My Summer Vacation
Kikujiro begins with a small boy running on the street, wearing a pale blue backpack with white angel wings attached. This opening image is deceptively simple, however. Before long, Takeshi Kitano’s inimitable style most famously established in his acclaimed gangster films, like Hana-Bi (Fireworks) will overshadow the apparent innocence of this tale of a young boy searching for his mother.
The story starts off pleasantly enough. Nine-year-old Masao (Yusuke Sekiguchi) lives with his grandmother (Kazuko Yoshiyuki). It’s the beginning of summer vacation and his best friend is leaving Tokyo with his family. His father is gone, and his mother, he is told, works hard in another city to support her son. When Masao finds his mother’s picture and address hidden away in a drawer, he decides he must find her.
Beat Takeshi, Yusuke Sekiguchi, Kayoko Kishimoto, Kazuko Yoshiyuki
(Sony Pictures Classics)
Despite this familiar story, and the ubiquitous display of angels’ pictures, angels’ wings, and angels’ bells, the film does not unfold as a predictable sentimental tale. The hijinks commence when Masao’s grandmother’s friend (Kayoko Kishimoto) convinces her husband, Kikujiro (Takeshi Kitano, under his acting name Beat Takeshi) to accompany Masao. Kikujiro or “Mister,” as the boy calls him looks and acts as if he just stepped out of a gangster movie and doesn’t quite belong in this one. Instead of helping the boy avoid trouble, he creates it. He gambles much of his own (or more accurately, his wife’s) and Masao’s money at the cycle races, then spends the rest at a posh hotel. Soon the two are forced to hitchhike the rest of the way, at one point waiting in vain for two days at a rural bus stop.
Through Masao and Kikujiro’s relationship, the film explores the vicissitudes of a parent-child relationship: they bond because neither knew his mother growing up. (Kitano claims in the press release that his father served as an inspiration for Kikujiro.) Their relationship develops slowly, in part because the gruff Kikujiro does not seem to be in a hurry to get the boy to his destination. Still, he takes his charge seriously enough that he compels a series of passers-by to lend the boy a hand in one way or another when the pair run out of money at the hotel and can’t rent a cab, he intimidates the desk clerk into giving them a ride. Masao’s journey sometimes seems an excuse to display the many socially and visually colorful characters who cross paths with the two travelers and end up entertaining the boy. When a young couple pick up the two penniless hitchhikers, the girl juggles oranges for Masao and gives him that pretty blue backpack we saw at the film’s opening. Later on, Kikujiro convinces a drifter and a pair of bikers, “Fatso” and “Baldy,” to amuse the child.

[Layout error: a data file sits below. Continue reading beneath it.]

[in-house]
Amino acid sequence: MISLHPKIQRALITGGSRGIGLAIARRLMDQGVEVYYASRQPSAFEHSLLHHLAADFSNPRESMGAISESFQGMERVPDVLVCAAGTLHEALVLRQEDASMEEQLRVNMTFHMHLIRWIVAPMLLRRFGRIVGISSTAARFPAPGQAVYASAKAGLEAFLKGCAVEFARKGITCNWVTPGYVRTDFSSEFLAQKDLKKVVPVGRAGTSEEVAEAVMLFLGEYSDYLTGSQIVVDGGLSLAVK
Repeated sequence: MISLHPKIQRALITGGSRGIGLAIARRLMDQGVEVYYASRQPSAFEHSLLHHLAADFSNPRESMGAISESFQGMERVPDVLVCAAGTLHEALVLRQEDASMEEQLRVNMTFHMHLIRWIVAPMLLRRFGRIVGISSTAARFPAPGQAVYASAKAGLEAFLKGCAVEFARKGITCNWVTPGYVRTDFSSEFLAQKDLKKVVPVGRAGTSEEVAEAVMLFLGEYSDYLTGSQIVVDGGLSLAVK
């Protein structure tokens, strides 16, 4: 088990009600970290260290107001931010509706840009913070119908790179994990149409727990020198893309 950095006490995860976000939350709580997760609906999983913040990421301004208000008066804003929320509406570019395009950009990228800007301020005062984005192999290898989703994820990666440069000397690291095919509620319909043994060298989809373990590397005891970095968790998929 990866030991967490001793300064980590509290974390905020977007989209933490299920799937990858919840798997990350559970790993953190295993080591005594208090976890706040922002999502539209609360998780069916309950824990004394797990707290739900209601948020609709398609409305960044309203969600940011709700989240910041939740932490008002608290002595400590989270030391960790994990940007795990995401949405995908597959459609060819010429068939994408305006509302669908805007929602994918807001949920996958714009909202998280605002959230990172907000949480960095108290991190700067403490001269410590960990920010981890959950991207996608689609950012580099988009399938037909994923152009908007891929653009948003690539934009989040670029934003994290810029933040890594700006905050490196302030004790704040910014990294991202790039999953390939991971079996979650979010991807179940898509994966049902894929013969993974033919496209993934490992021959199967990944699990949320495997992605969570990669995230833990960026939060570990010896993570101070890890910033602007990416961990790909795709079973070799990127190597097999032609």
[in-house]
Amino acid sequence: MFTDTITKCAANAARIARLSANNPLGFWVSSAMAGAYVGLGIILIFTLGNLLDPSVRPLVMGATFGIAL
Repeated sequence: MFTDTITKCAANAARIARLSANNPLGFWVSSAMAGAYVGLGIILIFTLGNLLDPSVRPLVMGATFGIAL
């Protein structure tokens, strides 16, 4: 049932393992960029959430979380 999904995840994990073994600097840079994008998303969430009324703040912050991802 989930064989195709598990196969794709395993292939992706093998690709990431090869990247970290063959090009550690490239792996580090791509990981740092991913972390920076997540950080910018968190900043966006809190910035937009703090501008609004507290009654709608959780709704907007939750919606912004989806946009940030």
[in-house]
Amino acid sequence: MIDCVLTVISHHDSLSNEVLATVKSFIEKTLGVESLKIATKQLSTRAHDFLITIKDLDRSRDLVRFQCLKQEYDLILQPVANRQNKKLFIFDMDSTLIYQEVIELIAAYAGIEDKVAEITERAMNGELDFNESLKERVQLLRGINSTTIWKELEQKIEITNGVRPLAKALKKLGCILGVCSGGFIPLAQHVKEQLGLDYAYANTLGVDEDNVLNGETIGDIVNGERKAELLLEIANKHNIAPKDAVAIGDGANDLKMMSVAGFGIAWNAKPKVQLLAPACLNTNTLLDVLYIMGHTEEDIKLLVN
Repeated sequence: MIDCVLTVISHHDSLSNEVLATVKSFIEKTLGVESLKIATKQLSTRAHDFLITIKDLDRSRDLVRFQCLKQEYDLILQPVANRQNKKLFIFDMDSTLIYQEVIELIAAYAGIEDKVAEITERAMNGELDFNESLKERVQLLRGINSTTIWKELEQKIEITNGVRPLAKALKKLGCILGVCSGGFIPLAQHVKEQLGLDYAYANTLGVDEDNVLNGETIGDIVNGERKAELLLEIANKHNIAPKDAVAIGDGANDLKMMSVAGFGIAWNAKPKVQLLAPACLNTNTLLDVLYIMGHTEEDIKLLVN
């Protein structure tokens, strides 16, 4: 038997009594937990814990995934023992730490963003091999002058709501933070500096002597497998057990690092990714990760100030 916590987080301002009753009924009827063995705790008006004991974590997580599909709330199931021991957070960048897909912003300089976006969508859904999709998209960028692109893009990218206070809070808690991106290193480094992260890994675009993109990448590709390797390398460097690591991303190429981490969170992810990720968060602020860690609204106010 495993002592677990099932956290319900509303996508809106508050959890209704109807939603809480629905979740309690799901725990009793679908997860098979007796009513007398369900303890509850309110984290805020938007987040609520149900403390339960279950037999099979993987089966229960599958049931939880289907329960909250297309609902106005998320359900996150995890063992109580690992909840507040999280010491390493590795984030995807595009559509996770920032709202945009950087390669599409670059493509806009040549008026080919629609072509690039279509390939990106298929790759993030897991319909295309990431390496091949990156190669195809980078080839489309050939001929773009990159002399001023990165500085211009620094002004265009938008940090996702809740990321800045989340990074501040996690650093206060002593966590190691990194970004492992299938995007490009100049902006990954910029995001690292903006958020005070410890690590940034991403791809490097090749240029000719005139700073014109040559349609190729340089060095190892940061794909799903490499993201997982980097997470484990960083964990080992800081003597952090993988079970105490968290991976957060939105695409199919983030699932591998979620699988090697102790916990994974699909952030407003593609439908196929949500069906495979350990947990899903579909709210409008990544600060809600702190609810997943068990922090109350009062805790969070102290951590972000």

Kikujiro presents a variation on a theme, one examined recently by the recent Brazilian film Central Station, where an old woman goes assists a boy seeking his father. Central Station ends when the boy’s quest ends. Not Kikujiro: after the boy reaches his destination, Kikujiro, the drifter, Fatso and Baldy play games with Masao for several days, dressing up and painting their bodies to represent a fish, an octopus, an American Indian, and an alien from outer space. At this point, the story abandons its earlier boy-seeks-mother premise and becomes almost surreal against a backdrop of trees, river, and dirt road, Kikujiro conjures blue, red and silver paint, costumes and other props to mount elaborate performances.